Cleaner Air


The EPA recommends that school districts implement IAQ programs in all schools district-wide. The EPA, however, does not require compliance with its recommendations, nor does it require recordkeeping related to IAQ. Then again, a number of states have enacted legislation setting IAQ standards.

An IAQ Plan in Action

The Wentworth Intermediate School in Scarborough, Maine, has implemented an IAQ program developed by Harriman.

Throughout the school, ventilation needs vary for different spaces. Ventilation needs, of course, depend on how different spaces are used, the number of people using the space and the square footage of the space.

Fourteen custom modular indoor air handing units provide ventilation at Wentworth. Each unit can deliver 100 percent outdoor air.

To raise the level of ventilation effectiveness, fresh laminar air enters the rooms low, from the base of the walls. Heat produced by occupants and equipment rises up and creates a natural plume of used air that returns to the air handler.

A portion of the air is exhausted to the outside by the air handler and replaced with fresh air. Discharge air temperature for a displacement system is lower in the winter and higher in the summer. Managing a displacement system carefully can reduce the energy needed to heat or cool the air.

Such ventilation can also help to deal with potential carbon dioxide monitoring. At the Wentworth school, Harriman installed a carbon dioxide monitoring system the constantly checks carbon dioxide levels inside and outside the school’s buildings.

Get Down on the Floor

Generally speaking, most ventilation systems distribute air through vents placed high on the walls or in the ceiling. Harriman systems, however, go against the traditional grain.

“Typically a classroom or office building ventilates with an overhead distribution system,” says Harriman’s Story. “We ventilate at the floor — from zero to four feet, and we provide room neutral air, close to the temperature users want.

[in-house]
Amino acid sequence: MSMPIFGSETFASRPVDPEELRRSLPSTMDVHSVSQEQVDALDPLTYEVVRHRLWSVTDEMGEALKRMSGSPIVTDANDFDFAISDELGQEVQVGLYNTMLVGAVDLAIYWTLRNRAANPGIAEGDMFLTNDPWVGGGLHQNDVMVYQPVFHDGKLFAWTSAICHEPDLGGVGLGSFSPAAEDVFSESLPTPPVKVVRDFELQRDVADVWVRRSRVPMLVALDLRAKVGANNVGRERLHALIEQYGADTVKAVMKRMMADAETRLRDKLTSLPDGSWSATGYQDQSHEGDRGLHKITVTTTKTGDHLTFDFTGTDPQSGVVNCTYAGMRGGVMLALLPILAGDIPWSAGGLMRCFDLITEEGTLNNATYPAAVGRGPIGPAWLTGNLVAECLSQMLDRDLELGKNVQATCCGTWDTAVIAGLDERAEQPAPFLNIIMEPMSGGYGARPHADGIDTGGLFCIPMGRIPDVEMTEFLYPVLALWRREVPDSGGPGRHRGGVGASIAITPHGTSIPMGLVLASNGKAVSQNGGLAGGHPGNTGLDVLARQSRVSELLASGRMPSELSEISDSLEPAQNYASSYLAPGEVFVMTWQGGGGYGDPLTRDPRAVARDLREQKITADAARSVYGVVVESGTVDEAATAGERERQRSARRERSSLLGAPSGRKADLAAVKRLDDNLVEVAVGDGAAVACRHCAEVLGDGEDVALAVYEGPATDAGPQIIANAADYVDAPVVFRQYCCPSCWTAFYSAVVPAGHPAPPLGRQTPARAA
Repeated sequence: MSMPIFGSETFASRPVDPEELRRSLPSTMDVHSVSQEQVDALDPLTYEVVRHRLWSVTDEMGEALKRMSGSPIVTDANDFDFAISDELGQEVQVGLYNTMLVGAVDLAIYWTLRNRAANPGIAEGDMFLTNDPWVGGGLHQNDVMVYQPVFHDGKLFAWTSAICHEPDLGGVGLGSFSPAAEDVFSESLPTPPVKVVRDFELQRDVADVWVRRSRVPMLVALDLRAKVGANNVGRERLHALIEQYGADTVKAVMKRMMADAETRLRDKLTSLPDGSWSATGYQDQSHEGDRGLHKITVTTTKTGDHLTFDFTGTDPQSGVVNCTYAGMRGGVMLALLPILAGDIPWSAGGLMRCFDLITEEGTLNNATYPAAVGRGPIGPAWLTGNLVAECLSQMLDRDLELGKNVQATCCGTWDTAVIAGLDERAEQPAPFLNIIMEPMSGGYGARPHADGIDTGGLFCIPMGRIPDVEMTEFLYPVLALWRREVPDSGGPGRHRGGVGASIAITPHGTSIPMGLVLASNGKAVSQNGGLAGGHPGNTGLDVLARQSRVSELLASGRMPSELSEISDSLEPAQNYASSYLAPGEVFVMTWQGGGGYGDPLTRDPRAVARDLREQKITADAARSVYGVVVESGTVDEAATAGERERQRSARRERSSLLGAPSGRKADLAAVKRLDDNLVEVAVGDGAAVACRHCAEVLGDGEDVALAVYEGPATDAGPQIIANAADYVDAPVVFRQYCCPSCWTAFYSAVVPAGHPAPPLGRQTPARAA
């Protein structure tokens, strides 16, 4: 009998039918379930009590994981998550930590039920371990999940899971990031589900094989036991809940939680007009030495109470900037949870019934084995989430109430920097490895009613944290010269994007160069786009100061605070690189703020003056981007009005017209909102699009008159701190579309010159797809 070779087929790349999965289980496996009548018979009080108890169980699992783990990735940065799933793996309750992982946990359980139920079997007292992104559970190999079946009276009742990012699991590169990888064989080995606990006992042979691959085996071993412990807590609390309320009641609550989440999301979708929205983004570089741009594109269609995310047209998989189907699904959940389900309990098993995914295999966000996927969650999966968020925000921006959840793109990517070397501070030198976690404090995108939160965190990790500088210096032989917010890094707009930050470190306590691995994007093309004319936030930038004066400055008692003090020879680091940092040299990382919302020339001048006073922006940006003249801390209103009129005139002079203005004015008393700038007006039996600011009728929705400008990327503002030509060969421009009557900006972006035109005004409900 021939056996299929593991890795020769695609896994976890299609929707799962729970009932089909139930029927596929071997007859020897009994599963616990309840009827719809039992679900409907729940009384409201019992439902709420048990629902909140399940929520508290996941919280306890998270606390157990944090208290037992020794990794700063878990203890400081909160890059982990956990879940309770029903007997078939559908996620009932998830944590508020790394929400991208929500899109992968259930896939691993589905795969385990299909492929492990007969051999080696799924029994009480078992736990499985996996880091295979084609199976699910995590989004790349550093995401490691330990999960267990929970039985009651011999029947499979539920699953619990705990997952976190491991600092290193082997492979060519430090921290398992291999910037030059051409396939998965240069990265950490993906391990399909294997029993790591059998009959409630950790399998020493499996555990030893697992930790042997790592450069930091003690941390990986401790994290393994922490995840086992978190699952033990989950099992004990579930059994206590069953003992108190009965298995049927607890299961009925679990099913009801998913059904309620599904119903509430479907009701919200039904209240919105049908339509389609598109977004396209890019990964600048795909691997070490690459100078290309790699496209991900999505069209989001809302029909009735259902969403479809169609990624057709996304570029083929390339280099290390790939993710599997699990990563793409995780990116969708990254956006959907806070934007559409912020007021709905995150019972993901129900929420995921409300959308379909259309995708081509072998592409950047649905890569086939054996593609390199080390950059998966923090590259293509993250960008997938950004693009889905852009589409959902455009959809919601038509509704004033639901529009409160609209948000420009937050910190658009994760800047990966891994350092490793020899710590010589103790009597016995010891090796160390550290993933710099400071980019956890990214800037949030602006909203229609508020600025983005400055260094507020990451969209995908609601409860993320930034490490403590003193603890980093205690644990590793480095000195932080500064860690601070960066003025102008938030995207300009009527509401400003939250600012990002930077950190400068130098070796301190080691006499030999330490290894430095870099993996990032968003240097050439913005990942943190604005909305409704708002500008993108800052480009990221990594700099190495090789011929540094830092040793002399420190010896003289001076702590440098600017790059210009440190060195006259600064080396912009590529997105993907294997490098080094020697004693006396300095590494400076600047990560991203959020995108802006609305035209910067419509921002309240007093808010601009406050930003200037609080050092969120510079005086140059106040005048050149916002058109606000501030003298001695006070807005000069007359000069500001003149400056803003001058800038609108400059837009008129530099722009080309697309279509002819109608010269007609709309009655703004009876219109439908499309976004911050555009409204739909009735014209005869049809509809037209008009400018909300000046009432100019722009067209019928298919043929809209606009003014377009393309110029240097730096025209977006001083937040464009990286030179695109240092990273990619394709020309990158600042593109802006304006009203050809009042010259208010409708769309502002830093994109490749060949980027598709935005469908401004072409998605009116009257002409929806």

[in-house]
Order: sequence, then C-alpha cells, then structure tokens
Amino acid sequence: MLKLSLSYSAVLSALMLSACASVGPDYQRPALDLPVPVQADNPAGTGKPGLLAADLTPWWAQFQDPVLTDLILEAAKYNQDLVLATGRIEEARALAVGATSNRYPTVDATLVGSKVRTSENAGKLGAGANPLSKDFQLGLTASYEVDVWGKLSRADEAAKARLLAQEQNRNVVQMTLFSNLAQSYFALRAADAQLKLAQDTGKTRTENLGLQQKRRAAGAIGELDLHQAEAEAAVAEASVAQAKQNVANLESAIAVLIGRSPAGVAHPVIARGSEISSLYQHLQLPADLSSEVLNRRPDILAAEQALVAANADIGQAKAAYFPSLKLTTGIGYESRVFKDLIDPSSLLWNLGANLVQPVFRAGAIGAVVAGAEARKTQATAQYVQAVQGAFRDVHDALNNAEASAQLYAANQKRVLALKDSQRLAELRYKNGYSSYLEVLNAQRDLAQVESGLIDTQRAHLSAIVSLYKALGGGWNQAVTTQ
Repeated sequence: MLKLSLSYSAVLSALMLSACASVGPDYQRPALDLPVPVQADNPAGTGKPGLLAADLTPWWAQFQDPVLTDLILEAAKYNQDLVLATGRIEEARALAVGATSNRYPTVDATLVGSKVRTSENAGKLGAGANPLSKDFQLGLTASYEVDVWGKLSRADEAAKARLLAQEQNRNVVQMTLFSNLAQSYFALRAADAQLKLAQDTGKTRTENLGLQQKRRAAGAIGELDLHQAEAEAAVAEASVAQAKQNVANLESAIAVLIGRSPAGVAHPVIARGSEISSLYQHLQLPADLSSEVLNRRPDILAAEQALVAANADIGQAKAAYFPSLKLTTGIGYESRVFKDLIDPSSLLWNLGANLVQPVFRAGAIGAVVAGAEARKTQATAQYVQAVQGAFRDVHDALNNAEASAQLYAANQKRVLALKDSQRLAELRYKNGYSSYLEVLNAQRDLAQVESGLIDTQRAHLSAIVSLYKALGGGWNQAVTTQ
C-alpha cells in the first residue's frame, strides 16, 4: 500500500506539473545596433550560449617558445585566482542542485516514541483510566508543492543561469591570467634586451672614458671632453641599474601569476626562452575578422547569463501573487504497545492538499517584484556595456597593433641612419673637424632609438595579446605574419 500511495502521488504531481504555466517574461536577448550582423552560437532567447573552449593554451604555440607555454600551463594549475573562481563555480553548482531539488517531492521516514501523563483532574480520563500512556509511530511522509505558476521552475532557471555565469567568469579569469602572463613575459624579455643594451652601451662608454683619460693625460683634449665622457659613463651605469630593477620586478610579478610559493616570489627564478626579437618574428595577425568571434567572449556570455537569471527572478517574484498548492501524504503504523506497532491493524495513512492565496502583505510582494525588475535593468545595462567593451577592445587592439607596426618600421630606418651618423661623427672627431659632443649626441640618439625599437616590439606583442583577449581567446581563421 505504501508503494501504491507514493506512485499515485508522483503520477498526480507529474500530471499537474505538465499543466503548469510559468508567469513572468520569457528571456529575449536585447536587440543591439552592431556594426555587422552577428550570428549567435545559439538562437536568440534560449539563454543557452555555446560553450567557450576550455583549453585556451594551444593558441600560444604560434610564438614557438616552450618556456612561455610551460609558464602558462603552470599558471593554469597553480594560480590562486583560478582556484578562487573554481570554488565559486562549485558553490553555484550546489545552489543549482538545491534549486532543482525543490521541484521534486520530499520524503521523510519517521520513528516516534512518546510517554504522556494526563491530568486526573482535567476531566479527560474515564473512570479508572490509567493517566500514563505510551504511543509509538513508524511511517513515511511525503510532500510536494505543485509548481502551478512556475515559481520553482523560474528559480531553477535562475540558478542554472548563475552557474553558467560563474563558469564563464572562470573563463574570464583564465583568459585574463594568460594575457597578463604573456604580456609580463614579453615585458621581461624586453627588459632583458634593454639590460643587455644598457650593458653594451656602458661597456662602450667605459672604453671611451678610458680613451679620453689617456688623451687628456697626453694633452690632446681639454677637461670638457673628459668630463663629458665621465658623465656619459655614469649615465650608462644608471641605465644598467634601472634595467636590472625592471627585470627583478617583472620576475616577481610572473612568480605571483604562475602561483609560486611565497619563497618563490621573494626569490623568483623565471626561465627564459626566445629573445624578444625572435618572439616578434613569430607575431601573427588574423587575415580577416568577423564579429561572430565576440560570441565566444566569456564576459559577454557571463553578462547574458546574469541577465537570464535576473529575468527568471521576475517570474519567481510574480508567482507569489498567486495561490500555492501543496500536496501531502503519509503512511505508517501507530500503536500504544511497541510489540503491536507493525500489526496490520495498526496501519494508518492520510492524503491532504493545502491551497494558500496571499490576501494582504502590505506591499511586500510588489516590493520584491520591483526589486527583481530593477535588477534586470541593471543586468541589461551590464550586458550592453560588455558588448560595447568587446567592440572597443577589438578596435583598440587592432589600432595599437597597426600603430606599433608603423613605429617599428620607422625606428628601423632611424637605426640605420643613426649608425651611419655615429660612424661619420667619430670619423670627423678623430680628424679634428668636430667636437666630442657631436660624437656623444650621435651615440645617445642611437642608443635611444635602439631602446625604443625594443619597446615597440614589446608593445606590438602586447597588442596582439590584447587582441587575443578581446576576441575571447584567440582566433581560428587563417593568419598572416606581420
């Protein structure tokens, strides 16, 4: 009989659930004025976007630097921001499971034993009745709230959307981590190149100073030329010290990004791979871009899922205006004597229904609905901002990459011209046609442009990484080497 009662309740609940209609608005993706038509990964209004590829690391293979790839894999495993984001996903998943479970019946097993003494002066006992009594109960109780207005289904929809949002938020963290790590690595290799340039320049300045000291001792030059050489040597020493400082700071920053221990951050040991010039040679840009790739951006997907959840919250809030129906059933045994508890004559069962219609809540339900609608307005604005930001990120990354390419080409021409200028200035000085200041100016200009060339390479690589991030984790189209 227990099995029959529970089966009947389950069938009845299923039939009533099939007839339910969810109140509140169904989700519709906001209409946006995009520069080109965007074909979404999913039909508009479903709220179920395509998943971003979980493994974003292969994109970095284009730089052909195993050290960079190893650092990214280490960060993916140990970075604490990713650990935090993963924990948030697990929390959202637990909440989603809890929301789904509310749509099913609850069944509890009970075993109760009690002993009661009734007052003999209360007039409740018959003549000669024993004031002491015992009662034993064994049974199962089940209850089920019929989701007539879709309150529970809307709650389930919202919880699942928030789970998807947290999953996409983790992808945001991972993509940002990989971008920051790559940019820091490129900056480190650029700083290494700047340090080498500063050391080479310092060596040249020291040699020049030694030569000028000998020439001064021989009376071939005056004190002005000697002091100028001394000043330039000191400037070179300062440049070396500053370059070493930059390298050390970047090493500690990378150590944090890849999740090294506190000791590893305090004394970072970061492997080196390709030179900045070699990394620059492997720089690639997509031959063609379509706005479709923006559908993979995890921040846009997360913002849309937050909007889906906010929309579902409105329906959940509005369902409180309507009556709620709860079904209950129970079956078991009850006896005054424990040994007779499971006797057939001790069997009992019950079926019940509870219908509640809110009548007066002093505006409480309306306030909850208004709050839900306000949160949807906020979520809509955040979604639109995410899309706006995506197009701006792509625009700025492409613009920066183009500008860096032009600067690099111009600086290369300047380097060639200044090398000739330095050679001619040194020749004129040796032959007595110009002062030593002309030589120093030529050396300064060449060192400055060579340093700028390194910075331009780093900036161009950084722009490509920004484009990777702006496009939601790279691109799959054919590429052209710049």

Cleaner Air


“Systems with floor displacement diffusers have been our standard practice for about five years now — so this is relatively new in the industry.”

The story goes on to say that floor diffusion systems can ventilate with lower airflow, which in turn requires less energy to heat and cool. “We’re not mixing air,” he says. “We’re just delivering air to the occupied zone, and so we’re only heating or cooling air at the desired room temperature.

This is how the Harriman approach to improving IAQ in a room — by providing fresh air at the breathing zone and not mixing it. It is a displacement system that does not require as much heating or cooling of the air as a traditional system.

“We also use radiant flooring, which provides even heat across a room,” Story continues. “A traditional system uses thin tubing around the bottom perimeter of a wall. The tubing carries water heated to 180 degrees. It takes a fair amount of energy to heat water to that temperature.

Harriman’s radiant flooring system places tubes beneath the flooring and uses water heated only to 80 degrees. The water passes heat to the flooring surface, which, in turn, radiates into the room — there is no need to use energy to blow hot air into a room.

Story goes on to point out the even more savings can come from generating hot water. “Because this system uses hot water at lower temperatures than traditional systems,” he says, “it is possible to replace a traditional hot water heater with a condensing boiler.”

A condensing boiler, says Story, operates at an efficiency rate of 95 percent, compared to an 83-percent efficiency rate for a traditional boiler.

All told, then, healthy indoor air quality enables the occupants of a school building to function at peak efficiency. In addition, maintaining healthy IAQ will make it possible to manage a building’s operating costs more effectively and, in some cases, actually reduce those costs.

This article originally appeared in the issue of .